Huge Valuations – only for a category king!

Only couple of weeks ago, Uber got $1.2B funding on a valuation  of $41B! Earlier this year, Facebook paid over $19B to acquire WhatsApp. Dropbox is valued at $10B. All these three companies are less than five years old. What is going on? Is it a tech bubble seen earlier? No, it’s a start-up wealth gap as per Newsweek article by Kevin Maney.

Here is an interesting finding! A new study, which analyzed valuation data on thousands of tech startups, found that winning companies born since 2009 get to super-high valuations three times faster than companies started in the early 2000s. Looked at another way, this says that if a company is going to reach a $1 billion value, it will do so in one-third the time that climb typically took just a decade ago.  Of the 80 companies that hit $1 billion, half are what the study calls Category Kings—companies that define and dominate a new category of business. Uber is a good example of a Category King: It helped create a new kind of business, took the lead in defining it and became the dominant player. A Category King typically takes 70 percent of the total market value of its category. All the rest of the entrants split the remaining 30 percent. Examples of category kings are: Facebook, Google (new page ranking search algorithm), Linked-In, Twitter, Airbnb, Snapchat, Cloudera, Dropbox, Pinterest, etc.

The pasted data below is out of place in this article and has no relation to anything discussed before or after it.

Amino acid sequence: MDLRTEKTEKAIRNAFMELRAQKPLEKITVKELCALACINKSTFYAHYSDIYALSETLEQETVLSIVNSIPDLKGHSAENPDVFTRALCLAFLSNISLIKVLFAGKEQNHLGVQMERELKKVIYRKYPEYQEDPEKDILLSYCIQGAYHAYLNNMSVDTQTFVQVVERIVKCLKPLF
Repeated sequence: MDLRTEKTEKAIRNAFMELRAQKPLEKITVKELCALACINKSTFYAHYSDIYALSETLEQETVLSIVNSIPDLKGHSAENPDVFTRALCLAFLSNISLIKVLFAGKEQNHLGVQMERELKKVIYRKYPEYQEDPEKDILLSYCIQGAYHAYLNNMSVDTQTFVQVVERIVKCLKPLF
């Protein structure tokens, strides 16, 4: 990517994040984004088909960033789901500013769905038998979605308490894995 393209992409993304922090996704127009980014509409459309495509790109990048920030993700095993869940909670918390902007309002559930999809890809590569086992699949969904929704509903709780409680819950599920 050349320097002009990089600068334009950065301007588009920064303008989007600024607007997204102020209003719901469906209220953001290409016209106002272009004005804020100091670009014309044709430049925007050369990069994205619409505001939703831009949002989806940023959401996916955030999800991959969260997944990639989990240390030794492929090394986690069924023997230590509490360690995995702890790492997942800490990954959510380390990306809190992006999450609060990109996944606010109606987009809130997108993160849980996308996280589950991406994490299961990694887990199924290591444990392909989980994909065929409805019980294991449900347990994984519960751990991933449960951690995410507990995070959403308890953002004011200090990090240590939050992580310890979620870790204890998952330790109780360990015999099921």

Even worse news for the second-tier companies: The study found that a six-year-old startup that isn’t yet a Category King has almost zero chance of becoming one. Hundreds of companies are left to forever survive on their category’s scraps. That explains why Uber was valued at $41 billion earlier this month, while at about the same time the No. 2 in that space, Lyft, was valued about 40 times lower, at $1.2 billion. The rest of that category is barely noticeable. Investors look at the future value of that category and see one company taking most of it.

What about enterprise companies? Their valuation seems much lower than the consumer companies. The study pointed out the truth of this fact –  a typical venture backed consumer company is growing their market cap at more than $600 million per year compared to a typical venture backed enterprise company that is growing their market cap at $100 million per year.

The same study concluded that 35 Category Kings dominate the valuation of venture backed technology companies founded since 2000. These companies are more valuable than all the other companies combined and have taken more than 70 percent of the total available market cap of any category or era since 2000.

This is certainly a new economy for leading consumer companies!


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